03/09/12 — A step forward: Streetscape project will be shot in arm downtown needs

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A step forward: Streetscape project will be shot in arm downtown needs

Like it or not, Goldsboro cannot afford to have its downtown turn into a ghost town.

Sorry to put it so bluntly, but that is the reality if Goldsboro officials and its citizenry turn their backs on the city's Center Street area.

And while it would be nice to say that the downtown area will come back on its own, it won't. That is just a fact.

So what do we do as a community? Sit back and cede the area to crime and blight and encourage development elsewhere? Or do we try to come up with a way to add value to an historic portion of our community?

The answer is we "do something."

And right now, that something is Streetscape.

It is understandable that there would be some doubt on the part of the taxpayers -- especially on the heels of the seemingly endless supply of city decisions that suggest that some officials are simply throwing up ideas to see what will stick.

And considering the shaky economy and baby steps recovery, it is even more understandable that taxpayers would want to scream "Stop spending money NOW before we drop another million dollars on a project that will not see the light of day or will not make any difference anyway."

But there are times when you have to be brave, have to think longterm and have to take a step forward -- even if you are not sure what the final result will be.

And that time is now.

Streetscape is not a perfect plan. There will be challenges. There always are. But sitting back and letting downtown die is not good for anyone -- especially anyone who owns property in the city that they would like to see increase in value. And that doesn't just mean those close to the downtown area, either.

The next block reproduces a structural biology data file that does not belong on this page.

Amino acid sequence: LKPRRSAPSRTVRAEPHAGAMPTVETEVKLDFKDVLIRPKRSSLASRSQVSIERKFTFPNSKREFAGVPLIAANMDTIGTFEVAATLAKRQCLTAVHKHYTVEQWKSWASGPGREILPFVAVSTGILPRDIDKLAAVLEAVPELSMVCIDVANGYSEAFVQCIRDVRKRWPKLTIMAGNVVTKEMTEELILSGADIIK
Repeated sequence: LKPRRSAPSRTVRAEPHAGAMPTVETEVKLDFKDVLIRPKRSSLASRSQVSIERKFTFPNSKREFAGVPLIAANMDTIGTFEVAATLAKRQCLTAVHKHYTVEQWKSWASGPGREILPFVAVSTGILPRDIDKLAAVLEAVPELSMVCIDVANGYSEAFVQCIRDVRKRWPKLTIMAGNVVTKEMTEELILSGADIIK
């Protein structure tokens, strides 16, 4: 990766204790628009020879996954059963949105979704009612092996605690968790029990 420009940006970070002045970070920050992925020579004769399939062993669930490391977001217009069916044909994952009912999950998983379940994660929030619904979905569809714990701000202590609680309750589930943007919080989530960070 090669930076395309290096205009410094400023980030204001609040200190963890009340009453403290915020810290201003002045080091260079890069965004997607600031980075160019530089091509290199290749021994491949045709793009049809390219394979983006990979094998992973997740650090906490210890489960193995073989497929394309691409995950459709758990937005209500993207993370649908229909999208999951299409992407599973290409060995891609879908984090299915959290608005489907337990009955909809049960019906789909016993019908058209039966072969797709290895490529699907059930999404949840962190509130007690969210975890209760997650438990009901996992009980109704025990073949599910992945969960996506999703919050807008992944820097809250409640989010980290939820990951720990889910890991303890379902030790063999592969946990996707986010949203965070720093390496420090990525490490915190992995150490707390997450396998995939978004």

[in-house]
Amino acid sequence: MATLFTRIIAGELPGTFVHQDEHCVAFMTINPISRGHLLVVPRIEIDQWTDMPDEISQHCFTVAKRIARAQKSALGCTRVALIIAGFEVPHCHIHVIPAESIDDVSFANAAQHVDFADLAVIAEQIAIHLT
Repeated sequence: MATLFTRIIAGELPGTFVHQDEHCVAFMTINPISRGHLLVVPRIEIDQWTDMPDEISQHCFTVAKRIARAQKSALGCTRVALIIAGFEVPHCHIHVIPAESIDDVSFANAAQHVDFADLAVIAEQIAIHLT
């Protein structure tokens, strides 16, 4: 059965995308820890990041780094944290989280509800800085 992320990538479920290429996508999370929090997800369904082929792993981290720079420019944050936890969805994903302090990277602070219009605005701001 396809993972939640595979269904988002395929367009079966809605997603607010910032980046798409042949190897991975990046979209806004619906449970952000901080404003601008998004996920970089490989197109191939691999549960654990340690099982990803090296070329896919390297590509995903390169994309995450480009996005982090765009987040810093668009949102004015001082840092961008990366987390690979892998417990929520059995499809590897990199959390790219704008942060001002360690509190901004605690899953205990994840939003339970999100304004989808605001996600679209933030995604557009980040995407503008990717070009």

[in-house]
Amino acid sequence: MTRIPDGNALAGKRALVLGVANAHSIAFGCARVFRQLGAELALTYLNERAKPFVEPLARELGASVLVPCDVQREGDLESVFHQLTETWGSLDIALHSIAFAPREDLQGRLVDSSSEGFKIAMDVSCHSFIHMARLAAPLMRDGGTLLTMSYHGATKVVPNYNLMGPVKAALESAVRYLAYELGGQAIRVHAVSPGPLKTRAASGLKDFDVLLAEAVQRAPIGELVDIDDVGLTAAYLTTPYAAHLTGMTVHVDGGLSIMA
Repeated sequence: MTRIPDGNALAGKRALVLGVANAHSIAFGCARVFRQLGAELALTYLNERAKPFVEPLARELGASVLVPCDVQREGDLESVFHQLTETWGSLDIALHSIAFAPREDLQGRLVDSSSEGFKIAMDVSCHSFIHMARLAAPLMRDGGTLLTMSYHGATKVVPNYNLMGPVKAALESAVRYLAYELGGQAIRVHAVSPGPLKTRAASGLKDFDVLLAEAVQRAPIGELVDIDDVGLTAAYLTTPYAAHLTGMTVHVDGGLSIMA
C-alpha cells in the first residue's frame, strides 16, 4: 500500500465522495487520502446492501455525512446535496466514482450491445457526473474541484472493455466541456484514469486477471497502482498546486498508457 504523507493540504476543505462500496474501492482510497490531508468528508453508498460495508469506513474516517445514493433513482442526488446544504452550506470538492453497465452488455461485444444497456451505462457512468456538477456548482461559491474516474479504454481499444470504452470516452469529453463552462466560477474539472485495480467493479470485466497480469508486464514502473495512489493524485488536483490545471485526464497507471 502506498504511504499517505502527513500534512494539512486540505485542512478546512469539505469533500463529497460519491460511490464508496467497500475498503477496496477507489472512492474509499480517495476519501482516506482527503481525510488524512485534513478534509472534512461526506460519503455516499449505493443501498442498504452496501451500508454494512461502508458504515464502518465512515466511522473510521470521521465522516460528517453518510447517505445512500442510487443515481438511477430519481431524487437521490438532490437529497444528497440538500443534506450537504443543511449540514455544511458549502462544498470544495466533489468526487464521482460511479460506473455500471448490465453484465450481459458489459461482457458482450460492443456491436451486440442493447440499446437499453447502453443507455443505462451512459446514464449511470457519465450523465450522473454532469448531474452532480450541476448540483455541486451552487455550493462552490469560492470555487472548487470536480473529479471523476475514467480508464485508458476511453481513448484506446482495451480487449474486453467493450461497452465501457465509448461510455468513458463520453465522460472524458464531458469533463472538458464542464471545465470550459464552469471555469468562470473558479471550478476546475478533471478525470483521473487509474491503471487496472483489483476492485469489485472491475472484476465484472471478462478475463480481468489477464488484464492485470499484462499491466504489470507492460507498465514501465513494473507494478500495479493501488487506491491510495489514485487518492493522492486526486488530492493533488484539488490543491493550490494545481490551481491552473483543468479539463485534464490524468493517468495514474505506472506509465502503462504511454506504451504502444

When a potential business investor looks at this community, its officers start with the downtown -- and then move on to the schools and other infrastructure. If any of those areas do not show signs of promise, the company moves on to another possibility.

And we cannot afford to have that happen.

A vibrant downtown area -- or at least one that has a direction and possibilities -- will be an asset that we can pass on to future generations and a step toward helping this community attract the attention and development it needs to stay healthy.

We should watch carefully -- scrutinize the bids, contracts and the connections. We should demand strict accounting for the project and the money that it will take to make it happen. We should hold any city official who does not adhere to this higher standard of openness and above-board dealings accountable.

But we should not sit still, not this time.

Building a community takes bravery -- and advancing a community takes foresight.

This is a step in that direction.

Let's not miss the chance.

Published in Editorials on March 9, 2012 11:02 AM